Ambulance Corps Meeting Tomorrow Night Identification card photographs and fingerprints will be taken of the Highland Park Women’s Ambulance Corps at its regular Friday night meeting tomorrow at 7:30 at the Highland Park Recreational Center by Sgt. Murphy, an ex-Marine Guard. Sgt. Frank C. Newell will also complete taking fingerprints of the Corps members tomorrow evening in co-operation with the FBI National Defense Program. WADCA troopers in this community have all become auxiliary policemen and are attending police classes at Franklin Evening High school one evening each week. In case of blackout, Corps members will wear their uniforms a ndassist the police. Sgt. Marie Barton, the unit’s supply sergeant, is leaving for San Pedro for employment with the Consolidated Shipbuilding Company. Although the women regret losing a good supply sergeant, they wish her sucess in the San Pedro unit. The transfer will enable Sgt. Barton to be with her husband who is stationed with the Army at t...
"Technocracy's Victory Program" To Be Explained [Newspaper Article] — Highland Park Post-Dispatch — 21 May 1942
"Technocracy's Victory Program" To Be Explained “Technocracy’s Victory Program” will be explained by Dr. Harry G. Palmer, authorized speaker for Technocracy, in a lecture at Section 1, R.D.11834, 2666 Pasadena avenue, next Tuesday evening, May 26 at 8 p.m. There is no charge and the public is welcome. Technocracy’s local Section is joining with other sections in Southern California in sponsoring a series of broadcasts presented over station KPAS every Thursday at 6:45 p.m. This new series emphasizes the need for an over-all design for an aggressive Continental offensive. —Bet’s Go—To Tokio! —
Has Eight Sons In Service Local Mother Receives News That Two Sons Are "Missing" [Newspaper Article] — Highland Park Post-Dispatch — 21 May 1942
Has Eight Sons In Service Local Mother Receives News That Two Sons Are "Missing" Into a Highland Park home last week went that uncertain wartime report that these men are “missing in action.” Official naval reports list two local lads missing, George S. Radzinski and Victor F. Radzinski, both machinist’s mates, of 430 North Avenue 57. They are the sons of Mrs. Rose Radkinski, of the local address. The missing Radzinski brothers are two of eight brothers now serving in the armed forces. Martin Radzinski and Harry Radzinski are in the navy, while the other four brothers, Benton Radinski, Billie Radzinski, Jack Radzinski, and Bob Radzinski, are in the army. All eight of the Radzinski brothers enlisted in the service. George and Victor, the two now missing, have been in the navy over two years. Martin and Harry have been in the navy six years, while Benton and Billie have been in the army three years. Jack enlisted in the army last September, while Bob, a 1940 graduate ol Franklin High ...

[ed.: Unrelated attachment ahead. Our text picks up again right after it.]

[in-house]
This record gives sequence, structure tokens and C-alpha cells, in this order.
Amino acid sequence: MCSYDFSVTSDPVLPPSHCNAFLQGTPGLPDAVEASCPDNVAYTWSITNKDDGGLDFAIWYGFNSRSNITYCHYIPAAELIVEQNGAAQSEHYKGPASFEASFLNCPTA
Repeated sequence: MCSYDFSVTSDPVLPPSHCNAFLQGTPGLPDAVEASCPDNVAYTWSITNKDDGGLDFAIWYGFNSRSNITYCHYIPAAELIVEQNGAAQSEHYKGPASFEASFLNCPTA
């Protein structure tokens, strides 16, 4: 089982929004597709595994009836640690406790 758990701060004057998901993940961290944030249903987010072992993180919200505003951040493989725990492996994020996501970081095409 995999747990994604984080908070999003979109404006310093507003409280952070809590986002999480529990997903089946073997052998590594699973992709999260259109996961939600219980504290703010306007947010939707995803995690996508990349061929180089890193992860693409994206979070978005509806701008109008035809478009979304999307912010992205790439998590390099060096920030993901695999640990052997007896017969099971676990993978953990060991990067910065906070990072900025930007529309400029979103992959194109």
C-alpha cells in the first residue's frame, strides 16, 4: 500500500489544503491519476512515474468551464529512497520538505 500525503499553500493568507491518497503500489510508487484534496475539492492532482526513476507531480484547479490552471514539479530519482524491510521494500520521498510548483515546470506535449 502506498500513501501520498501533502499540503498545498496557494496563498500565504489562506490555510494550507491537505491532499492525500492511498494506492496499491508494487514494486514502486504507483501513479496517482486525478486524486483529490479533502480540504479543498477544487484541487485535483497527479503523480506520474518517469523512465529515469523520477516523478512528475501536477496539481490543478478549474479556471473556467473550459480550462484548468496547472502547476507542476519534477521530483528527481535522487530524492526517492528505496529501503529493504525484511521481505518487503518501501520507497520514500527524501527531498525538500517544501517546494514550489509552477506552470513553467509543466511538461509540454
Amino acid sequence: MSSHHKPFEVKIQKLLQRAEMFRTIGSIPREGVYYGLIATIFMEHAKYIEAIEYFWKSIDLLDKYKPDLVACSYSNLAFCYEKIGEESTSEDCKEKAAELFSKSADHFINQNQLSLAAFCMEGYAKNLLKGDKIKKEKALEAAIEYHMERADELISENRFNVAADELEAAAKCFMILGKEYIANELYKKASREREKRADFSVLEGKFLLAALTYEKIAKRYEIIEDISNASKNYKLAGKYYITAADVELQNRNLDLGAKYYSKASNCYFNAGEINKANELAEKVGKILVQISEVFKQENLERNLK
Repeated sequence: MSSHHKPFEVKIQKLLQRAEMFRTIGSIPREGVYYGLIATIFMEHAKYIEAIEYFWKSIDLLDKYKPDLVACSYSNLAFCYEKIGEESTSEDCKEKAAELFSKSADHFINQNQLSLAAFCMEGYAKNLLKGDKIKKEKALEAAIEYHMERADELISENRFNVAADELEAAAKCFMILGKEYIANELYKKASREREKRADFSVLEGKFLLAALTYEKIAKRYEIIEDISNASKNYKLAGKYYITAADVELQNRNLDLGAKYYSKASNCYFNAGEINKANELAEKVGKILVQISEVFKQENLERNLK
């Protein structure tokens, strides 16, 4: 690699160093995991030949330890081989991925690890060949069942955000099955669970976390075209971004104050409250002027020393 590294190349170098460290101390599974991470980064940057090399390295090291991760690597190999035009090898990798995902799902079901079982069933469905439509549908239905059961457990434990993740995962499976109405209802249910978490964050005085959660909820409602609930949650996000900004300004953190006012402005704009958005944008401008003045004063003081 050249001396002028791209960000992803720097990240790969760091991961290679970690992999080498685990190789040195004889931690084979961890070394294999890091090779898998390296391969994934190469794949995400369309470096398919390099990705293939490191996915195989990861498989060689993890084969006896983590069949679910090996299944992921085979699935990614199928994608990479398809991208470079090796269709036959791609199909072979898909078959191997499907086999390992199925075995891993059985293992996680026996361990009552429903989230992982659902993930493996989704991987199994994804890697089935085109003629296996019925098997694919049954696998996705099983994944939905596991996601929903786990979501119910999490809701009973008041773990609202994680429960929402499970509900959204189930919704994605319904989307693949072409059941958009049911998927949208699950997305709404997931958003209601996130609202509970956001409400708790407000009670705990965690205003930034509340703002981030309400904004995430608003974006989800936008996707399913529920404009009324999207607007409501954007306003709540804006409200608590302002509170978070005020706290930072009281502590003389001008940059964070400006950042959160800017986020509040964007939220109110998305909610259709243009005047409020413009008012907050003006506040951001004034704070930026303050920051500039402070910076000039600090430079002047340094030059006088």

Second Meeting Of "Minute Men" Scheduled For Tomorrow Evening [Newspaper Article] — Highland Park Post-Dispatch — 21 May 1942
Second Meeting Of "Minute Men" Scheduled For Tomorrow Evening An urgent appeal went out yesterday from Howard D. Mills of the treasury department for men and women volunteers to attend the second meeting of “Minute Men” to be held at each elementary school tomorrow night. A Tomorrow night, at 7:45 p.m., every man and woman of this community will have a chance to be of real service to Uncle Sam. It is the same opportunity that was extended at last Monday’s meeting which should have been the vanguard of a huge army of patriotic volunteers on the home front but instead resulted in as little as 4 or 5 volunteers at some of the schools. “You don’t have to know how to knit, you don’t need a uniform, or a station wagon,” says the treasury department release. “If you have the desire to help your country, and are willing to give three hours a night for six nights then you should report to your nearest elementary school for enrollment and instruction.” The volunteers will call on every home i...
Store Hours Reduced By Owl Drug Co. [Newspaper Article] — Highland Park Post-Dispatch — 21 May 1942
Store Hours Reduced By Owl Drug Co. After a careful survey of sales since last October in 25 experimental stores, The Owl Drug Co. has shortened the daily open hours in a large percentage of units. The net result has been an improved store service during the busy shopping periods. This has done much to offset the loss of occasional sales during the late hours of the evening. In fact these stores show a proportionate increase with the stores in which no change has been made. Late houA for a drug store are more tradition than a necessity as this test has shown. The original idea, dating back to generations ago, was to provide 24 hour prescription service. This has long been discontinued but the habit of long hours has persisted. Today people are becoming accustomed to buying during the earlier hours and the public seems to appreciate the voluntary curtailment of open hours which the company has pioneered in the drug store field. The benefits to the employes are many and obvious. Mr. G...